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Hypothermia attenuates delayed cortical cell death and ROS generation following CO inhalation.

Authors
  • Uemura, Koichi
  • Hoshino, Sumihisa
  • Uchida, Koji
  • Tsuruta, Ryosuke
  • Maekawa, Tsuyoshi
  • Yoshida, Ken-ichi
Type
Published Article
Journal
Toxicology Letters
Publisher
Elsevier
Publication Date
Nov 30, 2003
Volume
145
Issue
2
Pages
101–106
Identifiers
PMID: 14581162
Source
Medline
License
Unknown

Abstract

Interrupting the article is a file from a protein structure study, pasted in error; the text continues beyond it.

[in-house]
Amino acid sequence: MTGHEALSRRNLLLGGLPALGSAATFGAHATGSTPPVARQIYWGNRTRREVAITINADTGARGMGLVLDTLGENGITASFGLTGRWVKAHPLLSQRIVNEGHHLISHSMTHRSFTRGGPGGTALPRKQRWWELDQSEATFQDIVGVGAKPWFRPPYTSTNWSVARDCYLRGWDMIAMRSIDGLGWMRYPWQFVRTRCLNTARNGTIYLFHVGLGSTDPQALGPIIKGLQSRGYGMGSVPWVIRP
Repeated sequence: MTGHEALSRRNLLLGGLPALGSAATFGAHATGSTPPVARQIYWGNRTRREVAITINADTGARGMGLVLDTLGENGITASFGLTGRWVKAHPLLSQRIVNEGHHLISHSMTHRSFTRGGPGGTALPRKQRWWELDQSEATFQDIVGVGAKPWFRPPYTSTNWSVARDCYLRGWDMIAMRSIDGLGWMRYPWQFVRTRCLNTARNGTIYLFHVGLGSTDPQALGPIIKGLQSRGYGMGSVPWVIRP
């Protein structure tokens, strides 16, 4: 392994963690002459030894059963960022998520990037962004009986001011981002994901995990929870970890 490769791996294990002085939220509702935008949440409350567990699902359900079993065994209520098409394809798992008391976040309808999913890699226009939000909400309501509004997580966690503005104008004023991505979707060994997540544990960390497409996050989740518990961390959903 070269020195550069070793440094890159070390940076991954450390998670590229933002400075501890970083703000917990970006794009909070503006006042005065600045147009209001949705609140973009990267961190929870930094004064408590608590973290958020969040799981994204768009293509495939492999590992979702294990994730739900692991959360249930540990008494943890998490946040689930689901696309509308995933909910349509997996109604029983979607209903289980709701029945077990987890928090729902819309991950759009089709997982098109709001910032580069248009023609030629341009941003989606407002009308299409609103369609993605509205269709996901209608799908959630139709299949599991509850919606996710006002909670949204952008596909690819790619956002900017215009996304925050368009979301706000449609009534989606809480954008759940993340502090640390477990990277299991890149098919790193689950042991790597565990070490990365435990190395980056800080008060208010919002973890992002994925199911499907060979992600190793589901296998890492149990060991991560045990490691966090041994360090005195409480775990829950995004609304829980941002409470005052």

Carbon monoxide (CO) is the most popular cause of poisoning. The bilateral basal ganglia lesion characterizes the delayed neuronal cell death (DCD). We demonstrated there were both apoptosis and necrosis in the cortex, basal ganglia and hippocampus in a case of human CO accident. To elucidate the mechanism of DCD after CO inhalation, histological studies on the rat brain were conducted. Rats were ventilated with nitrous oxide (sham group), 10% O(2) (hypoxia group) or 1005 ppm CO (CO group) for 90 min, while the pericranial temperature was controlled at either 32, 37, or 39 degrees C during CO inhalation. After reoxygenation for 30 min, the rats were allowed to recover for 48 h. The ratio of eosinophilic and HNE-positive neurons in the cortex were higher in the CO group than in the hypoxia group at 37 degrees C, while the PaO(2) was much lower in the hypoxia than in the CO group. The damage was alleviated in the hypothermia (32 degrees C) as compared with normothermia, while the hyperthermia (39 degrees C) did not significantly increased it. CO inhalation injures neuron by reactive oxygen species (ROS), independent of hypoxia, as can be concluded from the histological comparison of DCD with HNE immunoreactivity.

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